Pick-free Pats will try to keep streak alive vs. Seahawks

Pick-free Pats will try to keep streak alive vs. Seahawks

FOXBORO -- The Patriots have gone through 32 quarters of football and 249 pass attempts without an interception.

The NFL record for fewest in a season -- five -- is shared by six teams (1960 Browns, ’66 Packers, ’90 Chiefs, ’90 Giants, ’10 Patriots and ’11 49ers).

What makes the Patriots’ start as impressive as any of those teams is A) the pace they are on, B) the amount of passing they do relative to most of those seasons and C) that they’ve gotten to 249 with three different quarterbacks throwing the passes.

Tom Brady was asked about it on Wednesday.

“That’s been a real strong point for our team and I think that’s been a product of a lot of things,” said Brady. “Sometimes it comes down to quarterback decision making, it comes down to protection in the pocket, it comes down to what the scoreboard looks like. If you’re down 14 points in the fourth quarter, that risk-reward scenario that I talk about a lot changes in your mind and you’ve got to start trying to make tighter throws.

“We’ve played with a lot of leads which has been very helpful, but yeah, this week is all about turnovers for us,” Brady added. “I know they preach that a lot. I know the coaches talk to us a lot about Coach [Pete] Carroll’s philosophy and saying, ‘It’s all about the ball, it’s all about the ball.’ They really thrive with turnovers. It’s a really turnover-driven defense. They’ve got a lot of playmakers at a lot of levels to get the ball off the quarterback, get the ball off the running backs, so it’ s going to be a big challenge for us.”

This Sunday night, the Patriots deal with Seattle in a Super Bowl 49 rematch. The last time New England saw Seattle in the regular season was 2012. In that game, the Patriots went up and down the field on the Seahawks as Brady threw for 395 yards but New England was 1 for 6 in the red zone scoring touchdowns and Brady was picked twice. The last time the Patriots saw Seattle, Brady threw two more picks.

Seattle’s picked off six passes so far this year and is traditionally one of the best in the league at creating turnovers thanks to their defensive mix of pressure, a cover-3 scheme and the ball skills of their secondary and linebackers.

“Turnovers are a huge, huge element and issue in this game and whenever you can control that in your favor it makes a difference and it generally leads to winning,” said Seahawks coach Pete Carroll. “It’s interesting that New England has done such a great job over the years in taking care of the football in terms of fumbles and now with interceptions – to be throwing a shutout? That’s a big-time factor that leads to wins. They do a fantastic job of it and we’ve always stressed and done a really good job over the years (of getting turnovers).”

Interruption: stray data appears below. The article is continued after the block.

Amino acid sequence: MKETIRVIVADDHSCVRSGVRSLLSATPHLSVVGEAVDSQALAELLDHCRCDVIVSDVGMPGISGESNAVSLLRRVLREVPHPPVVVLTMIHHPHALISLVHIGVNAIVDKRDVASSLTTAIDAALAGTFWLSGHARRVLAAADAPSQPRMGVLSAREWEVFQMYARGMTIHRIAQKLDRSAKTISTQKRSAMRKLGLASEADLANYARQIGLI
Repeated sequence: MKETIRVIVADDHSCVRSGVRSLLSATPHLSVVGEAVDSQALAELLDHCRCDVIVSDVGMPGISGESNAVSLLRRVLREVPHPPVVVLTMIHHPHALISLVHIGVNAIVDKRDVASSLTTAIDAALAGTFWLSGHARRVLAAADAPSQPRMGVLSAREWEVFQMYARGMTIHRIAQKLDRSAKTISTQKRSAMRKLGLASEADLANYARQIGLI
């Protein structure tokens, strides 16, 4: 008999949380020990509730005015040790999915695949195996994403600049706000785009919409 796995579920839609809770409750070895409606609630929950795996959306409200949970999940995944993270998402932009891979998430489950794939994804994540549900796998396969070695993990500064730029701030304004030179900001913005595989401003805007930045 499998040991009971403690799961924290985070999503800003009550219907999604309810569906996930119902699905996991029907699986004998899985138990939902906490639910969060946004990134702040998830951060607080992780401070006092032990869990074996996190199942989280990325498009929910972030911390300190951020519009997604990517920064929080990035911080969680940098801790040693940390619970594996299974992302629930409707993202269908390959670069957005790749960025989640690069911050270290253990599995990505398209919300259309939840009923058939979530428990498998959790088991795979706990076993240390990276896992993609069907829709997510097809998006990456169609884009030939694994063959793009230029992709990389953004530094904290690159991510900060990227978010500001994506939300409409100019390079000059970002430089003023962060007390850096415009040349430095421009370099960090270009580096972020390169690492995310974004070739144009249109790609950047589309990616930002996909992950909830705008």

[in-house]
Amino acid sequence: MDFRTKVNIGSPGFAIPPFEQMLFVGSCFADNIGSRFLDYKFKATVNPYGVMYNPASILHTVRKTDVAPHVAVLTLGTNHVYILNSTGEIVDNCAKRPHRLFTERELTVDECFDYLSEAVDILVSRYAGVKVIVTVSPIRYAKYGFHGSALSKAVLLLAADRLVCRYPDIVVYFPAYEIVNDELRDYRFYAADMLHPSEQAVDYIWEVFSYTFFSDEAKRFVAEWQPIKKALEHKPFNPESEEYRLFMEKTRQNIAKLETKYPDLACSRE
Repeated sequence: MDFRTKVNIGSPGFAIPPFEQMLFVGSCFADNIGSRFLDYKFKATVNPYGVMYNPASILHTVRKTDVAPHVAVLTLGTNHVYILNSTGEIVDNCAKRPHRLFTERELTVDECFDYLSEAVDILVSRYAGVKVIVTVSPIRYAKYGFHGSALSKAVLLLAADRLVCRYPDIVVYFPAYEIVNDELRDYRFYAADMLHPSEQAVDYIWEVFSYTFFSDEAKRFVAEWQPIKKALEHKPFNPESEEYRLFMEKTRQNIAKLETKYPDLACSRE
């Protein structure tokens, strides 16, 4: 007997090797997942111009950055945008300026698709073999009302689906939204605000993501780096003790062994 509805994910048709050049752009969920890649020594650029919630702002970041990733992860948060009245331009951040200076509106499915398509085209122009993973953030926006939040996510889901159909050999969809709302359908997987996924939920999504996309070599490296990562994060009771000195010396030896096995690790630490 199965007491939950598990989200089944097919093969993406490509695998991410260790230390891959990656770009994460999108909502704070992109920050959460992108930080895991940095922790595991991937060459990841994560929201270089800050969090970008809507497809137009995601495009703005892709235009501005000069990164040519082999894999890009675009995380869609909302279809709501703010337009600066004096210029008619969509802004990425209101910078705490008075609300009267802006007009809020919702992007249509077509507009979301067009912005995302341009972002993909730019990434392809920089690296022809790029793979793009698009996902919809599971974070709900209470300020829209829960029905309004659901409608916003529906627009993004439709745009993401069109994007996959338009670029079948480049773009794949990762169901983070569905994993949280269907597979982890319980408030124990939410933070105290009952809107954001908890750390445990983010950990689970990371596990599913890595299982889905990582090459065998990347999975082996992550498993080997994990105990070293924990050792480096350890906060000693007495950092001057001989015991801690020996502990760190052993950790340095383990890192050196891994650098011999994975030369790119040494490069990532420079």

Brady isn’t cowed by the complexity of the Seahawks defense. It’s the aggressiveness and confidence they play with that makes them so tough.

“I’ve told you guys a lot over the years, some of the best defenses I’ve played in my whole career, they just do what they do and they do it at an extremely high level,” said Brady. “This is one of those teams. They’ve led the team in scoring I think over the last four years, giving up the fewest amount of points. I wouldn’t say they’re going to run every defense in the book. I think it’s a relatively aggressive plan that they have. I think they all know what they’re responsible for and they all do a great job defending. It’s a very sound defense. They don’t give up anything and that’s why you can play that style. There are no voids in zones; there are no voids in the running game.  It’s hard to throw the ball on these guys. I think they all play pretty aggressively. Coach [Bill Belichick] says, if you love football, Sunday night here at this stadium is going to be a great place for it.”

Brady was asked if he’d go back to SB49 to prep for Seattle.

“Yeah, definitely,” he answered. “I’ve watched it a couple times, and I’ll watch as much as I can over the course of the week so I can play with anticipation; get to know their players and know their scheme. Sometimes, when you play in those Super Bowls, you’ve got two weeks to prepare, and I would say I watched more film that week than I’ve watched in my entire career. But you still have to go through that process this week and it’s good to have some familiarity with them. We practiced yesterday; we got off to a good start. We’ve got to keep it going over the course of this week, but it’s a big challenge for our team and hopefully we’re able to really meet the challenge.”

That game -- you may recall -- turned on a pick. It wasn’t Brady that threw it. And if trends continue, he won’t this Sunday either.